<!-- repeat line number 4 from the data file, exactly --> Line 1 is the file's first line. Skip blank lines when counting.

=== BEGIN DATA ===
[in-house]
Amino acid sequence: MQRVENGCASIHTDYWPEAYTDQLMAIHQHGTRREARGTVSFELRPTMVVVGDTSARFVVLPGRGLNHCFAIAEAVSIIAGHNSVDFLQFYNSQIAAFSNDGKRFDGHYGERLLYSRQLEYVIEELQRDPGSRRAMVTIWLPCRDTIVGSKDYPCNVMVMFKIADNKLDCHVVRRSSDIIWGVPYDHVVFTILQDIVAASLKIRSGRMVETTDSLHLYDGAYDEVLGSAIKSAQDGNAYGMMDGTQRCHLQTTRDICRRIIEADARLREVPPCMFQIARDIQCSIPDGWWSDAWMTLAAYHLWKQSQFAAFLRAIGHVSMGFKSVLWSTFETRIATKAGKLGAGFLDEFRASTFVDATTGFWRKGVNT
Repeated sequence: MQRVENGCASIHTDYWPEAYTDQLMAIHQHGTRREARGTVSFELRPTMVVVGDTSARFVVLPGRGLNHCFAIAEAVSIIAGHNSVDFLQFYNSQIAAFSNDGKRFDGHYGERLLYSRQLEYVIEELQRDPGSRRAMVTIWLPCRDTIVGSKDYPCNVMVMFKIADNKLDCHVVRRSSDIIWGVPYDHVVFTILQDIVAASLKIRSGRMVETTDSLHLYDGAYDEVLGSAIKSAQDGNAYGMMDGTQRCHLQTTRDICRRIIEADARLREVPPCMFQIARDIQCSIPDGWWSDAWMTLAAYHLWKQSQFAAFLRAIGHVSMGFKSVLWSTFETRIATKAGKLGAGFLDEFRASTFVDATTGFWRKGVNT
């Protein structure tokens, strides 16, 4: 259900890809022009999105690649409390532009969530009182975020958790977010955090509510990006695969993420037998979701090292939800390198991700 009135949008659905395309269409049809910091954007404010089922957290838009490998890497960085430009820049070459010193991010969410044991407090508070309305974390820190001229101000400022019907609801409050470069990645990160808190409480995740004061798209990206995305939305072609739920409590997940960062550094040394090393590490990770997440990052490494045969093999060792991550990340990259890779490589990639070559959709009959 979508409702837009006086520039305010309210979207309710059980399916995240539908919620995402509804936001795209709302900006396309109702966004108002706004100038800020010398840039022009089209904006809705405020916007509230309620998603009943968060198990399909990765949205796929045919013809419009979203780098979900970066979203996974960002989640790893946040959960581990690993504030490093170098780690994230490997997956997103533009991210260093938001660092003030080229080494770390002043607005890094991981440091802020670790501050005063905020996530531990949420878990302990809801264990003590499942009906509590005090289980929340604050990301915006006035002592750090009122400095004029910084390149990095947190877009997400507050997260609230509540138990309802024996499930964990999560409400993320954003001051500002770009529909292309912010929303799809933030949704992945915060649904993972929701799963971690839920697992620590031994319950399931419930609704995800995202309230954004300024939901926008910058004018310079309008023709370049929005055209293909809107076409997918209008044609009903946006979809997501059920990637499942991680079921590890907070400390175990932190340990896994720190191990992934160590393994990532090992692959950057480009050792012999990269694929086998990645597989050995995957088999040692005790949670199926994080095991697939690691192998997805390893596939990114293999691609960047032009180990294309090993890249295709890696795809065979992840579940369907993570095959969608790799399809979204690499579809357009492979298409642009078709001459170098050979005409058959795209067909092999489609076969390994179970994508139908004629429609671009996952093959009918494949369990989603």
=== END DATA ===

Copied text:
């Protein structure tokens, strides 16, 4: 259900890809022009999105690649409390532009969530009182975020958790977010955090509510990006695969993420037998979701090292939800390198991700 009135949008659905395309269409049809910091954007404010089922957290838009490998890497960085430009820049070459010193991010969410044991407090508070309305974390820190001229101000400022019907609801409050470069990645990160808190409480995740004061798209990206995305939305072609739920409590997940960062550094040394090393590490990770997440990052490494045969093999060792991550990340990259890779490589990639070559959709009959 979508409702837009006086520039305010309210979207309710059980399916995240539908919620995402509804936001795209709302900006396309109702966004108002706004100038800020010398840039022009089209904006809705405020916007509230309620998603009943968060198990399909990765949205796929045919013809419009979203780098979900970066979203996974960002989640790893946040959960581990690993504030490093170098780690994230490997997956997103533009991210260093938001660092003030080229080494770390002043607005890094991981440091802020670790501050005063905020996530531990949420878990302990809801264990003590499942009906509590005090289980929340604050990301915006006035002592750090009122400095004029910084390149990095947190877009997400507050997260609230509540138990309802024996499930964990999560409400993320954003001051500002770009529909292309912010929303799809933030949704992945915060649904993972929701799963971690839920697992620590031994319950399931419930609704995800995202309230954004300024939901926008910058004018310079309008023709370049929005055209293909809107076409997918209008044609009903946006979809997501059920990637499942991680079921590890907070400390175990932190340990896994720190191990992934160590393994990532090992692959950057480009050792012999990269694929086998990645597989050995995957088999040692005790949670199926994080095991697939690691192998997805390893596939990114293999691609960047032009180990294309090993890249295709890696795809065979992840579940369907993570095959969608790799399809979204690499579809357009492979298409642009078709001459170098050979005409058959795209067909092999489609076969390994179970994508139908004629429609671009996952093959009918494949369990989603």